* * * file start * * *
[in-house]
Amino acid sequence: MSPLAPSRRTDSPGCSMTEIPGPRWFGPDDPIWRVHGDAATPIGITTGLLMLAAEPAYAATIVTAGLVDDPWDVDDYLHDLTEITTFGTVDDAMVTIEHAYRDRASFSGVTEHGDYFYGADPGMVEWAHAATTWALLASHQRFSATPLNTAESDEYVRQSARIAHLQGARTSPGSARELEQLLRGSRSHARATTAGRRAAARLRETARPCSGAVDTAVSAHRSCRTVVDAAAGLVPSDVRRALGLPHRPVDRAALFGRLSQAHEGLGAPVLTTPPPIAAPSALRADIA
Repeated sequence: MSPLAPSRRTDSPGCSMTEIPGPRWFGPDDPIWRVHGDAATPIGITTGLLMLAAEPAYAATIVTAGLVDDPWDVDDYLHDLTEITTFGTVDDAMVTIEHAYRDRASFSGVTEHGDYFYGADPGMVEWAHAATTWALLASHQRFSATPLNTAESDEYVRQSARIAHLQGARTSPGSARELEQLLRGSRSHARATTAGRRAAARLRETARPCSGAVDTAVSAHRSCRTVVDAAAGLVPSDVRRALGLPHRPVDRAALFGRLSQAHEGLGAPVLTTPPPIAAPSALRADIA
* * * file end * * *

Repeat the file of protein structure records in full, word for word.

[in-house]
Amino acid sequence: MSPLAPSRRTDSPGCSMTEIPGPRWFGPDDPIWRVHGDAATPIGITTGLLMLAAEPAYAATIVTAGLVDDPWDVDDYLHDLTEITTFGTVDDAMVTIEHAYRDRASFSGVTEHGDYFYGADPGMVEWAHAATTWALLASHQRFSATPLNTAESDEYVRQSARIAHLQGARTSPGSARELEQLLRGSRSHARATTAGRRAAARLRETARPCSGAVDTAVSAHRSCRTVVDAAAGLVPSDVRRALGLPHRPVDRAALFGRLSQAHEGLGAPVLTTPPPIAAPSALRADIA
Repeated sequence: MSPLAPSRRTDSPGCSMTEIPGPRWFGPDDPIWRVHGDAATPIGITTGLLMLAAEPAYAATIVTAGLVDDPWDVDDYLHDLTEITTFGTVDDAMVTIEHAYRDRASFSGVTEHGDYFYGADPGMVEWAHAATTWALLASHQRFSATPLNTAESDEYVRQSARIAHLQGARTSPGSARELEQLLRGSRSHARATTAGRRAAARLRETARPCSGAVDTAVSAHRSCRTVVDAAAGLVPSDVRRALGLPHRPVDRAALFGRLSQAHEGLGAPVLTTPPPIAAPSALRADIA